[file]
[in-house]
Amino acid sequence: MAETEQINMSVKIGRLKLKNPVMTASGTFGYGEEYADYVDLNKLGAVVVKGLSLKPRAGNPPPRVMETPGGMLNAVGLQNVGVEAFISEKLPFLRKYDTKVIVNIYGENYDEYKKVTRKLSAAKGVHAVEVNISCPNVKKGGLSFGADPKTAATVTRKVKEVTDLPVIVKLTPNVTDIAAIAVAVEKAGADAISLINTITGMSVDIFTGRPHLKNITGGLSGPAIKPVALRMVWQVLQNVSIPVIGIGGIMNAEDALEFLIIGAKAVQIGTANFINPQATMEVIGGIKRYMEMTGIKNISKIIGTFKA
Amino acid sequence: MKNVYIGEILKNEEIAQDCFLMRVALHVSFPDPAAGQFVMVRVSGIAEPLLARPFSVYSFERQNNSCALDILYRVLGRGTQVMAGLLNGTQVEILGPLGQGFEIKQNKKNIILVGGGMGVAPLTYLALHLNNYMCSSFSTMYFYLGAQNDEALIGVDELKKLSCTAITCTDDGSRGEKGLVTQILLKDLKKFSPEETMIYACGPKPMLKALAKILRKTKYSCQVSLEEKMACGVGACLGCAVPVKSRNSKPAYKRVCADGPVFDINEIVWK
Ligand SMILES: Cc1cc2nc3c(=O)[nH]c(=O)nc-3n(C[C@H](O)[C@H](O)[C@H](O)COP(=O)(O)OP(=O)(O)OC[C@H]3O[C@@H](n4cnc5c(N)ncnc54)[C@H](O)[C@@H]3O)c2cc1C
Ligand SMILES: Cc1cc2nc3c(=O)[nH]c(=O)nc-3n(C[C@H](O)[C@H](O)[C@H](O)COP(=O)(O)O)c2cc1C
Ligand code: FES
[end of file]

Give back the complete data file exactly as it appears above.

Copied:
[in-house]
Amino acid sequence: MAETEQINMSVKIGRLKLKNPVMTASGTFGYGEEYADYVDLNKLGAVVVKGLSLKPRAGNPPPRVMETPGGMLNAVGLQNVGVEAFISEKLPFLRKYDTKVIVNIYGENYDEYKKVTRKLSAAKGVHAVEVNISCPNVKKGGLSFGADPKTAATVTRKVKEVTDLPVIVKLTPNVTDIAAIAVAVEKAGADAISLINTITGMSVDIFTGRPHLKNITGGLSGPAIKPVALRMVWQVLQNVSIPVIGIGGIMNAEDALEFLIIGAKAVQIGTANFINPQATMEVIGGIKRYMEMTGIKNISKIIGTFKA
Amino acid sequence: MKNVYIGEILKNEEIAQDCFLMRVALHVSFPDPAAGQFVMVRVSGIAEPLLARPFSVYSFERQNNSCALDILYRVLGRGTQVMAGLLNGTQVEILGPLGQGFEIKQNKKNIILVGGGMGVAPLTYLALHLNNYMCSSFSTMYFYLGAQNDEALIGVDELKKLSCTAITCTDDGSRGEKGLVTQILLKDLKKFSPEETMIYACGPKPMLKALAKILRKTKYSCQVSLEEKMACGVGACLGCAVPVKSRNSKPAYKRVCADGPVFDINEIVWK
Ligand SMILES: Cc1cc2nc3c(=O)[nH]c(=O)nc-3n(C[C@H](O)[C@H](O)[C@H](O)COP(=O)(O)OP(=O)(O)OC[C@H]3O[C@@H](n4cnc5c(N)ncnc54)[C@H](O)[C@@H]3O)c2cc1C
Ligand SMILES: Cc1cc2nc3c(=O)[nH]c(=O)nc-3n(C[C@H](O)[C@H](O)[C@H](O)COP(=O)(O)O)c2cc1C
Ligand code: FES